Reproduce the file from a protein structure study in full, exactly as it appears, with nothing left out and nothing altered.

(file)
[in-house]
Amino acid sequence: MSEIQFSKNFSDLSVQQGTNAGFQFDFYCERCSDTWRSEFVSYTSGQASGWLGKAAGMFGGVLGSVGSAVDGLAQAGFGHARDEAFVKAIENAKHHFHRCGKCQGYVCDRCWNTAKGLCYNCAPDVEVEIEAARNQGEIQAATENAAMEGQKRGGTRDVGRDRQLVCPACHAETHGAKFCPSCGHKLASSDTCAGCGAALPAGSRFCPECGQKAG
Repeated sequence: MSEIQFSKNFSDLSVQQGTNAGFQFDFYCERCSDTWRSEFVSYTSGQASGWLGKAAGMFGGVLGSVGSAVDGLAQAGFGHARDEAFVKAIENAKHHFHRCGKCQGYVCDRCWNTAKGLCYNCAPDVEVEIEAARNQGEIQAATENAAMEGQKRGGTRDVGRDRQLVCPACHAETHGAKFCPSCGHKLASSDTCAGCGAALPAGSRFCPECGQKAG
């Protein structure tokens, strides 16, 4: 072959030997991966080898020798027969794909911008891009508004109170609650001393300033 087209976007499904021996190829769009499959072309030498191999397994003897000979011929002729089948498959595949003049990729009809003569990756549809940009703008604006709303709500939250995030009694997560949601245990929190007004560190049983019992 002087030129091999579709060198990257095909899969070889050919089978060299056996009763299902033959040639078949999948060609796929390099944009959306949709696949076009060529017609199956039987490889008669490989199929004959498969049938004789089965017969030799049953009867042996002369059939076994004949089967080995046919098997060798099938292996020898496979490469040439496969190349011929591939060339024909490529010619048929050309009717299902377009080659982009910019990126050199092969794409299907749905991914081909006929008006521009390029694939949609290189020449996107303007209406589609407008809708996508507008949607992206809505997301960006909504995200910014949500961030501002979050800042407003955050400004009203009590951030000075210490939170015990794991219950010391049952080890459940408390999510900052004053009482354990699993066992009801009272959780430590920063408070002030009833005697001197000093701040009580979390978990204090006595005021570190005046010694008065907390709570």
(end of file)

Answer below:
[in-house]
Amino acid sequence: MSEIQFSKNFSDLSVQQGTNAGFQFDFYCERCSDTWRSEFVSYTSGQASGWLGKAAGMFGGVLGSVGSAVDGLAQAGFGHARDEAFVKAIENAKHHFHRCGKCQGYVCDRCWNTAKGLCYNCAPDVEVEIEAARNQGEIQAATENAAMEGQKRGGTRDVGRDRQLVCPACHAETHGAKFCPSCGHKLASSDTCAGCGAALPAGSRFCPECGQKAG
Repeated sequence: MSEIQFSKNFSDLSVQQGTNAGFQFDFYCERCSDTWRSEFVSYTSGQASGWLGKAAGMFGGVLGSVGSAVDGLAQAGFGHARDEAFVKAIENAKHHFHRCGKCQGYVCDRCWNTAKGLCYNCAPDVEVEIEAARNQGEIQAATENAAMEGQKRGGTRDVGRDRQLVCPACHAETHGAKFCPSCGHKLASSDTCAGCGAALPAGSRFCPECGQKAG
């Protein structure tokens, strides 16, 4: 072959030997991966080898020798027969794909911008891009508004109170609650001393300033 087209976007499904021996190829769009499959072309030498191999397994003897000979011929002729089948498959595949003049990729009809003569990756549809940009703008604006709303709500939250995030009694997560949601245990929190007004560190049983019992 002087030129091999579709060198990257095909899969070889050919089978060299056996009763299902033959040639078949999948060609796929390099944009959306949709696949076009060529017609199956039987490889008669490989199929004959498969049938004789089965017969030799049953009867042996002369059939076994004949089967080995046919098997060798099938292996020898496979490469040439496969190349011929591939060339024909490529010619048929050309009717299902377009080659982009910019990126050199092969794409299907749905991914081909006929008006521009390029694939949609290189020449996107303007209406589609407008809708996508507008949607992206809505997301960006909504995200910014949500961030501002979050800042407003955050400004009203009590951030000075210490939170015990794991219950010391049952080890459940408390999510900052004053009482354990699993066992009801009272959780430590920063408070002030009833005697001197000093701040009580979390978990204090006595005021570190005046010694008065907390709570």